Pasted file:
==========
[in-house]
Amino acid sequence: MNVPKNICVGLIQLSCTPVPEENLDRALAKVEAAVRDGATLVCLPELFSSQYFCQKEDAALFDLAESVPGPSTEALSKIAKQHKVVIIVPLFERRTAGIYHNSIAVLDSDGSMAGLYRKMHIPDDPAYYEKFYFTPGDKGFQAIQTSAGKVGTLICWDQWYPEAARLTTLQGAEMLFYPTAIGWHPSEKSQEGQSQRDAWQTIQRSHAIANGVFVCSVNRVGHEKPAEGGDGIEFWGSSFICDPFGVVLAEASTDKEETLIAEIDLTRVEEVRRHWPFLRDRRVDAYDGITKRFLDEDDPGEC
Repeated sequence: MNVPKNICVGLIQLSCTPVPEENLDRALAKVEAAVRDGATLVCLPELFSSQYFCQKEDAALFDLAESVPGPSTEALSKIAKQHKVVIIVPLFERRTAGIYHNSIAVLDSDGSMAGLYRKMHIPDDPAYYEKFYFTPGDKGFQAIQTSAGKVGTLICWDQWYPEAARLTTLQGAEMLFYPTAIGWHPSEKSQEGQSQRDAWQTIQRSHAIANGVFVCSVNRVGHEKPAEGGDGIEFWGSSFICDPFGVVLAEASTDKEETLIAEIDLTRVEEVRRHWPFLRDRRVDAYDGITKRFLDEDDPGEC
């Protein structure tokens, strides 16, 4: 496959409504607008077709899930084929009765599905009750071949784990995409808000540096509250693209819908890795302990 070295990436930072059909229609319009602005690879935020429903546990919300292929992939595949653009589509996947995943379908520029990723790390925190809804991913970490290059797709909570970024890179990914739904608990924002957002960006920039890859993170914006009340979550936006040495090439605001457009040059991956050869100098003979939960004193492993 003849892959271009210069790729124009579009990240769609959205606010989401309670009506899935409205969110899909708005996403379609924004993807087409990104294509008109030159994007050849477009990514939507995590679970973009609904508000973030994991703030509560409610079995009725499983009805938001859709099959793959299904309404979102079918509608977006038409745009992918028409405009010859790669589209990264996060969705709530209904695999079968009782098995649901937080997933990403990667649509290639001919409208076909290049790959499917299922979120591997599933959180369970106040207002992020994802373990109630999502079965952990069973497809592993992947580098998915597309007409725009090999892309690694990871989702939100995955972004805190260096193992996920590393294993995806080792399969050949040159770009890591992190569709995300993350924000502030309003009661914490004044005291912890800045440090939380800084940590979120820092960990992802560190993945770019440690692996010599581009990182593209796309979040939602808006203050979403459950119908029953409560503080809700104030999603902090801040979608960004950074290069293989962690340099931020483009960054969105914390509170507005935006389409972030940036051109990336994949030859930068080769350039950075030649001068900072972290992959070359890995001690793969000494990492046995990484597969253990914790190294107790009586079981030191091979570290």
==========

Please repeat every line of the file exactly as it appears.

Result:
[in-house]
Amino acid sequence: MNVPKNICVGLIQLSCTPVPEENLDRALAKVEAAVRDGATLVCLPELFSSQYFCQKEDAALFDLAESVPGPSTEALSKIAKQHKVVIIVPLFERRTAGIYHNSIAVLDSDGSMAGLYRKMHIPDDPAYYEKFYFTPGDKGFQAIQTSAGKVGTLICWDQWYPEAARLTTLQGAEMLFYPTAIGWHPSEKSQEGQSQRDAWQTIQRSHAIANGVFVCSVNRVGHEKPAEGGDGIEFWGSSFICDPFGVVLAEASTDKEETLIAEIDLTRVEEVRRHWPFLRDRRVDAYDGITKRFLDEDDPGEC
Repeated sequence: MNVPKNICVGLIQLSCTPVPEENLDRALAKVEAAVRDGATLVCLPELFSSQYFCQKEDAALFDLAESVPGPSTEALSKIAKQHKVVIIVPLFERRTAGIYHNSIAVLDSDGSMAGLYRKMHIPDDPAYYEKFYFTPGDKGFQAIQTSAGKVGTLICWDQWYPEAARLTTLQGAEMLFYPTAIGWHPSEKSQEGQSQRDAWQTIQRSHAIANGVFVCSVNRVGHEKPAEGGDGIEFWGSSFICDPFGVVLAEASTDKEETLIAEIDLTRVEEVRRHWPFLRDRRVDAYDGITKRFLDEDDPGEC
């Protein structure tokens, strides 16, 4: 496959409504607008077709899930084929009765599905009750071949784990995409808000540096509250693209819908890795302990 070295990436930072059909229609319009602005690879935020429903546990919300292929992939595949653009589509996947995943379908520029990723790390925190809804991913970490290059797709909570970024890179990914739904608990924002957002960006920039890859993170914006009340979550936006040495090439605001457009040059991956050869100098003979939960004193492993 003849892959271009210069790729124009579009990240769609959205606010989401309670009506899935409205969110899909708005996403379609924004993807087409990104294509008109030159994007050849477009990514939507995590679970973009609904508000973030994991703030509560409610079995009725499983009805938001859709099959793959299904309404979102079918509608977006038409745009992918028409405009010859790669589209990264996060969705709530209904695999079968009782098995649901937080997933990403990667649509290639001919409208076909290049790959499917299922979120591997599933959180369970106040207002992020994802373990109630999502079965952990069973497809592993992947580098998915597309007409725009090999892309690694990871989702939100995955972004805190260096193992996920590393294993995806080792399969050949040159770009890591992190569709995300993350924000502030309003009661914490004044005291912890800045440090939380800084940590979120820092960990992802560190993945770019440690692996010599581009990182593209796309979040939602808006203050979403459950119908029953409560503080809700104030999603902090801040979608960004950074290069293989962690340099931020483009960054969105914390509170507005935006389409972030940036051109990336994949030859930068080769350039950075030649001068900072972290992959070359890995001690793969000494990492046995990484597969253990914790190294107790009586079981030191091979570290």